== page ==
The Spinal Cord
In Part 6 (The Amazingly Designed Human Body – Part 6), we started our discussion on the nervous system. Starting with the central nervous system first we focused our attention on the brain. Today we will take a look at the rest of the central nervous system – the spinal cord.
In the last section, we compared the brain to a supercomputer. To continue that same comparison, the spinal cord would be compared to the cable(s) running from the supercomputer and the network routing station that divides the information system to the rest of the network or body.
The spinal cord is a collection of nerve fibers and tissue about the diameter of an average finger that runs from the medulla oblongata at the base of the brain to the second lumbar vertebra of the lower back. The lower end of the spinal cord terminates in a fibrous bundle known as the filum terminale. The filum terminale helps to secure the spinal cord to the end of the spinal column as it runs down through the hollow center of the vertebra. There is a lining of spinal fluid that lies between the spinal cord and the vertebra to cushion it and help keep it from being damaged by direct contact with the boney vertebra.
A series of nerves branch off from the spinal cord along most of its length. These nerves make up the peripheral nervous system of which will be the topic of next week’s installment in the series.
Simply stated, the primary function of the spinal cord is the transmission of signals or impulses between the brain and the rest of the body.
A secondary function of the spinal cord is involved with our reflexes. Whenever our bodies experience an external painful stimulus or some kind of dangerous situation, it reacts in a manner designed for self preservation also referred to as the fight or flight response. Even though normal signal impulses travel are very high speeds throughout the nervous system, in times of danger or pain, the spinal cord helps to coordinate and process the reaction response decreasing the reaction time of that part of the body. For example, if you have ever stepped on thorn or hot pavement, you instantly lift your foot up before you have a chance to think about it. This reflex response was coordinated and facilitated by the spinal cord.
Some of the most debilitating injuries are those to the spinal cord. Depending on the severity and location along the spinal cord, injuries can run from just pain and inflammation to paralysis of all the body below the site of the injury.
My pastor’s daughter, Abby, was riding in a van full of teenagers in the mountains in central Arizona when the van hit a pothole and lost control. Abby was thrown from the van and injured. Although she did not break her neck of back, there was enough bruising and damage to her upper spinal cord that it resulted in almost total paralysis from the neck down. She has limited movement in one are, but that is the extent of it. So even severe bruising of the spinal is enough to cause permanent paralysis.
For many years, it seemed that nerve tissue did not heal and regenerate like muscle and bone tissue does. However, research over the past five to ten years has shown some examples of nerve tissue healing, giving hope to the thousands of victims of spinal cord injuries. Some of these researchers that are getting good results are using adult and iPS stem cells, meaning that no embryos are created or destroyed in the process.
Evolutionists want you to believe that the complexity and marvelously designed features of the central nervous system composed of the brain and spinal cord evolved from cells that originally never had any type of nerve cell or tissue. Somehow these cells grew together to become more complex and needed something to coordinate and govern this larger organism, so it evolved the first primitive nerve cells. As the critters evolved larger and more complex, the nerve cells bundled together to form the first primitive brain, and so forth and so on until you get modern man and his brain, spinal cord and miles of nerve fibers that run throughout the body.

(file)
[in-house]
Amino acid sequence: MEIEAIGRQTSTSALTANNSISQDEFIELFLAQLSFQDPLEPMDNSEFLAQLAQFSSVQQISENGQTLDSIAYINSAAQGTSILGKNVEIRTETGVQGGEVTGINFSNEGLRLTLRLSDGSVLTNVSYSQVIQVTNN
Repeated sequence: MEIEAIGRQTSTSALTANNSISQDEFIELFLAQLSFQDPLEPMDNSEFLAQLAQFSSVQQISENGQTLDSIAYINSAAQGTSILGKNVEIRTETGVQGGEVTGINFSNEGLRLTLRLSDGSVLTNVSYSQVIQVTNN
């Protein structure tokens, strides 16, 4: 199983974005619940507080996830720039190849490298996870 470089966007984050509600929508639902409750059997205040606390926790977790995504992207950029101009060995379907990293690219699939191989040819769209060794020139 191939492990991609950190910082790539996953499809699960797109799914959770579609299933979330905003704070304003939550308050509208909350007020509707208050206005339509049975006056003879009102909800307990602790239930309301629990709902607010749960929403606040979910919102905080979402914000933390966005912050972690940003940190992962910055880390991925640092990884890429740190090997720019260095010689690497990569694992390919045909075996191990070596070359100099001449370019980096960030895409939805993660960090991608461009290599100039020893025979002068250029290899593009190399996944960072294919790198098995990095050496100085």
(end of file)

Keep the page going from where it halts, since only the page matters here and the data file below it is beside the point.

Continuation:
The only reason people would believe a tale like this is so that they don’t have to accept the fact that they have a Creator and God who they are accountable to. They find it easier to believe in the fairy tales of evolution that defy the very laws of biology, chemistry and information than to face God.
As we continue on this series, join me in praying for those people that God will open their eyes and remove the plugs from their ears so that they may see and hear the wonders of His Creation and discover the need of a personal Savior in Christ Jesus.
This is why I speak to them in parables, because seeing they do not see, and hearing they do not hear, nor do they understand. Indeed, in their case the prophecy of Isaiah is fulfilled that says:
“‘You will indeed hear but never understand,
and you will indeed see but never perceive.
For this people’s heart has grown dull,
and with their ears they can barely hear,
and their eyes they have closed,
lest they should see with their eyes
and hear with their ears
and understand with their heart
and turn, and I would heal them.’
When does life begin?
Take a journey from conception to birth with Dr. David Menton, former professor of anatomy at the prestigious Washington University School of Medicine in St. Louis. Dr. Menton provides both a biblical and scientific answer to the question of when life begins.
Taken from one of Dr. Menton’s lectures, this video will reveal the wondrous design of the womb along with the numerous miracles involved along every step of the development of the unborn child.
Following the tragic starvation induced death of Terry Schiavo, Dr. Menton clearly shows the value and sanctity of human life.
With grace and sensitivity Dr. Menton concludes with a salvation message and explanation of the second birth process as described in John 3.